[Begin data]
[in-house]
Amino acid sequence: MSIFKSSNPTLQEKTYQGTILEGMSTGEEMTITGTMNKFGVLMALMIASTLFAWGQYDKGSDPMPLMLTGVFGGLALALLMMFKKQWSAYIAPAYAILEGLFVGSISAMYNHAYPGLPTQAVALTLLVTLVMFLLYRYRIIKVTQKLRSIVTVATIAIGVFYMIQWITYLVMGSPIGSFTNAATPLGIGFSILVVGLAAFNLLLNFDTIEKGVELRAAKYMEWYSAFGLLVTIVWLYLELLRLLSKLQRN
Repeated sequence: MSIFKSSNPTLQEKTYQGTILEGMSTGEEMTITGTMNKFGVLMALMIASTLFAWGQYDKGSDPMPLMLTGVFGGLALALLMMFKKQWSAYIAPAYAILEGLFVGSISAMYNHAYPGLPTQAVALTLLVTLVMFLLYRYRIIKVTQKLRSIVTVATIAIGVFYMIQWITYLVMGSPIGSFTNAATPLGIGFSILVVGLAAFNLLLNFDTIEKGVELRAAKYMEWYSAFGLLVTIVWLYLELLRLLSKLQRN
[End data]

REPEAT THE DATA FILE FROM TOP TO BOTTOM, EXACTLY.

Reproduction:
[in-house]
Amino acid sequence: MSIFKSSNPTLQEKTYQGTILEGMSTGEEMTITGTMNKFGVLMALMIASTLFAWGQYDKGSDPMPLMLTGVFGGLALALLMMFKKQWSAYIAPAYAILEGLFVGSISAMYNHAYPGLPTQAVALTLLVTLVMFLLYRYRIIKVTQKLRSIVTVATIAIGVFYMIQWITYLVMGSPIGSFTNAATPLGIGFSILVVGLAAFNLLLNFDTIEKGVELRAAKYMEWYSAFGLLVTIVWLYLELLRLLSKLQRN
Repeated sequence: MSIFKSSNPTLQEKTYQGTILEGMSTGEEMTITGTMNKFGVLMALMIASTLFAWGQYDKGSDPMPLMLTGVFGGLALALLMMFKKQWSAYIAPAYAILEGLFVGSISAMYNHAYPGLPTQAVALTLLVTLVMFLLYRYRIIKVTQKLRSIVTVATIAIGVFYMIQWITYLVMGSPIGSFTNAATPLGIGFSILVVGLAAFNLLLNFDTIEKGVELRAAKYMEWYSAFGLLVTIVWLYLELLRLLSKLQRN